Young people holding rainbow flag

KNOW! the Facts about Transgender and Nonbinary Youth Mental Health

March 31st is International Transgender Day of Visibility (TDOV). The day is dedicated to celebrating the lives, contributions, and accomplishments of transgender and nonbinary people while drawing attention to the discrimination the trans community faces. 1 Transgender and nonbinary youth are at an increased risk for suicide and substance use compared to their cisgender peers. 2,3 Research shows that part of this elevated risk is due to the social stigma, prejudice, and discrimination directed toward the transgender community and transgender individuals. 4 Transgender and nonbinary youth may experience personal rejection, hostility, harassment, bullying, and physical violence, which significantly contributes to their risk for suicide and substance use. These stressors are heightened for transgender and nonbinary youth of color.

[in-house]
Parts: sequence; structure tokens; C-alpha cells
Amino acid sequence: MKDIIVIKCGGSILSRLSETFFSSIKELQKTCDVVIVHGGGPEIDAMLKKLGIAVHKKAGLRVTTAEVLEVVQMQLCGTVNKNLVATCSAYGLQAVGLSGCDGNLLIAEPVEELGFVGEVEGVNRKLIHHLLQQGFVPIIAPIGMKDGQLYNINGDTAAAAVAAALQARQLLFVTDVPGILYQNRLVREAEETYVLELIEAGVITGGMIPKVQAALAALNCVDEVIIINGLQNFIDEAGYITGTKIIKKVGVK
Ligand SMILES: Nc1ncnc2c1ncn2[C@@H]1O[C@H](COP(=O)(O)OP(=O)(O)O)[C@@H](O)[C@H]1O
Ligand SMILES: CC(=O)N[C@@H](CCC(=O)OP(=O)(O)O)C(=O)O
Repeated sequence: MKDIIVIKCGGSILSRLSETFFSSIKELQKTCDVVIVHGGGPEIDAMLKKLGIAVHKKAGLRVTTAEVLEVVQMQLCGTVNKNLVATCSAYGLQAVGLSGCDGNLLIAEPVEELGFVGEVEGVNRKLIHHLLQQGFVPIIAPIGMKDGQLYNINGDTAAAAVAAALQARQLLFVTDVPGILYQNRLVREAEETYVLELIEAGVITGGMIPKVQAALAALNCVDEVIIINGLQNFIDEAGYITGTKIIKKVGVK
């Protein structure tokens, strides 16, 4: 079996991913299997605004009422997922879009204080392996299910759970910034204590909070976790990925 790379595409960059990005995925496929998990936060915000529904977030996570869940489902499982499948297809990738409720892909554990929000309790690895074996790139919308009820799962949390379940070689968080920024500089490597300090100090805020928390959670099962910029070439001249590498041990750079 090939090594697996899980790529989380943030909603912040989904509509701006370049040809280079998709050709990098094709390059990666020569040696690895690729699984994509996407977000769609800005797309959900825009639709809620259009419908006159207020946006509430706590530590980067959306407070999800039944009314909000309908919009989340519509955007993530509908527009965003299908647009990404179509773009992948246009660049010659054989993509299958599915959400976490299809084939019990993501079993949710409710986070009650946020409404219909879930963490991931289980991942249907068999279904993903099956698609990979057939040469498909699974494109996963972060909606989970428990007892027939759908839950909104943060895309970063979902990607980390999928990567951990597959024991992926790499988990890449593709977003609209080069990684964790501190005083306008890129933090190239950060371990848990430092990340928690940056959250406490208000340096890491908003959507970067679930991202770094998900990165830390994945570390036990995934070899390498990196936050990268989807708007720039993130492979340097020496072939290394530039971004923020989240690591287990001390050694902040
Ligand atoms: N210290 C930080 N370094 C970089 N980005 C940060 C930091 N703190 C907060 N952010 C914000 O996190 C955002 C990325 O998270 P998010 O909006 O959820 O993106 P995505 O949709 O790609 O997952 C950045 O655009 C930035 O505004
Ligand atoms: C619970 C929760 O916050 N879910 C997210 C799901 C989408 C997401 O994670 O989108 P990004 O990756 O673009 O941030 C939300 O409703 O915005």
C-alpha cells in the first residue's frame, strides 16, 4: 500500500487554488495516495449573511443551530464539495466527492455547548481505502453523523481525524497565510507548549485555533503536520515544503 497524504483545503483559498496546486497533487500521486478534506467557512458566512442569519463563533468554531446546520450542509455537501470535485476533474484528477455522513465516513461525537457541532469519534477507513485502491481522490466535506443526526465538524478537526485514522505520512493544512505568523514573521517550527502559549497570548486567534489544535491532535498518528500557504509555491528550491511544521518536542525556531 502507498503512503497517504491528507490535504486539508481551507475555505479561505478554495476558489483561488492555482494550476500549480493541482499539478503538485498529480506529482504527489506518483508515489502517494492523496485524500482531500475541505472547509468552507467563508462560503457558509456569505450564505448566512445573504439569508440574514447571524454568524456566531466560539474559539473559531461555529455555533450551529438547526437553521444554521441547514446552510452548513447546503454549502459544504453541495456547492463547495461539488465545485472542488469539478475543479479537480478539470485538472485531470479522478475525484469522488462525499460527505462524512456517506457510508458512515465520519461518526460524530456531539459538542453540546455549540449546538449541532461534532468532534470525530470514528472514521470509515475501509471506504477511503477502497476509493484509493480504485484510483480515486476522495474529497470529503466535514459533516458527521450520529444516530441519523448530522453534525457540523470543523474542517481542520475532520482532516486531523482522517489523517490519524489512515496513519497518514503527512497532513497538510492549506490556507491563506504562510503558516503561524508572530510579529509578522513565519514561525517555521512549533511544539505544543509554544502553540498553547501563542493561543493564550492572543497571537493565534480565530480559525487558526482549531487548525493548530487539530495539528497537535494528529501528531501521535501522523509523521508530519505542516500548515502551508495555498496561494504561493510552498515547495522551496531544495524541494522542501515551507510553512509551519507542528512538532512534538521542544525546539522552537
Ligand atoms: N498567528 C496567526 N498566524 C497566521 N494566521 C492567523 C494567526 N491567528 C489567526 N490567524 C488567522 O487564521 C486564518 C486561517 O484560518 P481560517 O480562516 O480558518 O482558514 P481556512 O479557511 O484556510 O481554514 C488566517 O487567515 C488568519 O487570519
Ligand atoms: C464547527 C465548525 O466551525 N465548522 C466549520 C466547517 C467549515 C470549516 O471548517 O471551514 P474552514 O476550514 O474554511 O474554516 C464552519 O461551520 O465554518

As TDOV approaches, it’s important to learn about the mental health challenges facing transgender and nonbinary youth and how you can support the mental health of the young transgender and nonbinary people in your life.

Know! the Facts

Suicide is the third leading cause of death for youth ages 15-24. Research suggests that LGBTQ+ youth are two to seven times more likely to die by suicide than their heterosexual and cisgender peers. In 2022, 45% of LGBTQ youth seriously considered suicide, including more than half of transgender and nonbinary youth. Nearly one in five transgender and nonbinary youth attempted suicide in 2022. 2

Transgender and nonbinary youth are not inherently prone to suicide risk because of their gender identity. They experience higher rates of bias, discrimination, family rejection, stigma, and mistreatment, which places them at higher risk for mental health challenges. 2,3

Know! the Protective Factors